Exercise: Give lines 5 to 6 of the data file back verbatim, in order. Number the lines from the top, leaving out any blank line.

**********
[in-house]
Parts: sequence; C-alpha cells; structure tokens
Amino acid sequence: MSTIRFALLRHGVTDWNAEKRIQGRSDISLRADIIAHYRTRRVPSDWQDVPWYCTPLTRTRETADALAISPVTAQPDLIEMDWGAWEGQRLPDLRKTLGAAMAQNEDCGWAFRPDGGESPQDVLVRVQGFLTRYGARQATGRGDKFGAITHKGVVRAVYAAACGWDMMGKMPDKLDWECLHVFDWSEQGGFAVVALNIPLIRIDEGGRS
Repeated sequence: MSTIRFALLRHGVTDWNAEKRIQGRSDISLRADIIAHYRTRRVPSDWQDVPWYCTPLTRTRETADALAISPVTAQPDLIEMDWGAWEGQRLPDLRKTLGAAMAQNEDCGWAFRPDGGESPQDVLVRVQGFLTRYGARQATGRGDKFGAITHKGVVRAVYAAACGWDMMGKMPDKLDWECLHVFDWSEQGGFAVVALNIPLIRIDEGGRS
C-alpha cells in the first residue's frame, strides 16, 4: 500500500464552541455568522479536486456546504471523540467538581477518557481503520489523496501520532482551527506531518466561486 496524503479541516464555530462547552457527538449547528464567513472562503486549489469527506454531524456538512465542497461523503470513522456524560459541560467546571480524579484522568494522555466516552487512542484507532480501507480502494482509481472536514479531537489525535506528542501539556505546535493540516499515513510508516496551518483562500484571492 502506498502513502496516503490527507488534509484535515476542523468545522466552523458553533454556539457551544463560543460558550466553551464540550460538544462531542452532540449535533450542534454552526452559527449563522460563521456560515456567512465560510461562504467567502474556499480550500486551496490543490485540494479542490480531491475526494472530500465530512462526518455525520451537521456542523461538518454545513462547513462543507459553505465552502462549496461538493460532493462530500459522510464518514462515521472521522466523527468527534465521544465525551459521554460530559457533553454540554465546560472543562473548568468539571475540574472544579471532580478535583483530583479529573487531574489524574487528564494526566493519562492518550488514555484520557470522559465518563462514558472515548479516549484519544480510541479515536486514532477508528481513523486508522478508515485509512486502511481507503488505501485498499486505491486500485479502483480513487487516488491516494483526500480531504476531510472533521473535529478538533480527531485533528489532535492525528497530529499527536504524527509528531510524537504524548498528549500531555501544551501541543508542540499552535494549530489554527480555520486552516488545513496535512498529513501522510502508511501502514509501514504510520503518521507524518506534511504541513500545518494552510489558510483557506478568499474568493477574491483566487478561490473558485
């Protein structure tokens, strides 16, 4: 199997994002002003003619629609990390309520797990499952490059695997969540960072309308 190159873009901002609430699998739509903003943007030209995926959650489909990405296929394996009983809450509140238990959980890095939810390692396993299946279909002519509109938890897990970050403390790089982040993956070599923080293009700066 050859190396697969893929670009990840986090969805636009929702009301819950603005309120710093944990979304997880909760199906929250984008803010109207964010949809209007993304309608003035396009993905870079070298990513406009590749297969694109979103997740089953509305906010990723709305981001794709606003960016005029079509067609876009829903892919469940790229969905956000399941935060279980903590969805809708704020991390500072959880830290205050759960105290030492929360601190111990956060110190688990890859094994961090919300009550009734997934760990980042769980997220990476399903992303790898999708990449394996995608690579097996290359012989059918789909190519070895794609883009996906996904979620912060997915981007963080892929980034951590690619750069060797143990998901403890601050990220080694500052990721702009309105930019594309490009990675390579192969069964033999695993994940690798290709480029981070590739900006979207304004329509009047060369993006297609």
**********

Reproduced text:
C-alpha cells in the first residue's frame, strides 16, 4: 500500500464552541455568522479536486456546504471523540467538581477518557481503520489523496501520532482551527506531518466561486 496524503479541516464555530462547552457527538449547528464567513472562503486549489469527506454531524456538512465542497461523503470513522456524560459541560467546571480524579484522568494522555466516552487512542484507532480501507480502494482509481472536514479531537489525535506528542501539556505546535493540516499515513510508516496551518483562500484571492 502506498502513502496516503490527507488534509484535515476542523468545522466552523458553533454556539457551544463560543460558550466553551464540550460538544462531542452532540449535533450542534454552526452559527449563522460563521456560515456567512465560510461562504467567502474556499480550500486551496490543490485540494479542490480531491475526494472530500465530512462526518455525520451537521456542523461538518454545513462547513462543507459553505465552502462549496461538493460532493462530500459522510464518514462515521472521522466523527468527534465521544465525551459521554460530559457533553454540554465546560472543562473548568468539571475540574472544579471532580478535583483530583479529573487531574489524574487528564494526566493519562492518550488514555484520557470522559465518563462514558472515548479516549484519544480510541479515536486514532477508528481513523486508522478508515485509512486502511481507503488505501485498499486505491486500485479502483480513487487516488491516494483526500480531504476531510472533521473535529478538533480527531485533528489532535492525528497530529499527536504524527509528531510524537504524548498528549500531555501544551501541543508542540499552535494549530489554527480555520486552516488545513496535512498529513501522510502508511501502514509501514504510520503518521507524518506534511504541513500545518494552510489558510483557506478568499474568493477574491483566487478561490473558485
């Protein structure tokens, strides 16, 4: 199997994002002003003619629609990390309520797990499952490059695997969540960072309308 190159873009901002609430699998739509903003943007030209995926959650489909990405296929394996009983809450509140238990959980890095939810390692396993299946279909002519509109938890897990970050403390790089982040993956070599923080293009700066 050859190396697969893929670009990840986090969805636009929702009301819950603005309120710093944990979304997880909760199906929250984008803010109207964010949809209007993304309608003035396009993905870079070298990513406009590749297969694109979103997740089953509305906010990723709305981001794709606003960016005029079509067609876009829903892919469940790229969905956000399941935060279980903590969805809708704020991390500072959880830290205050759960105290030492929360601190111990956060110190688990890859094994961090919300009550009734997934760990980042769980997220990476399903992303790898999708990449394996995608690579097996290359012989059918789909190519070895794609883009996906996904979620912060997915981007963080892929980034951590690619750069060797143990998901403890601050990220080694500052990721702009309105930019594309490009990675390579192969069964033999695993994940690798290709480029981070590739900006979207304004329509009047060369993006297609």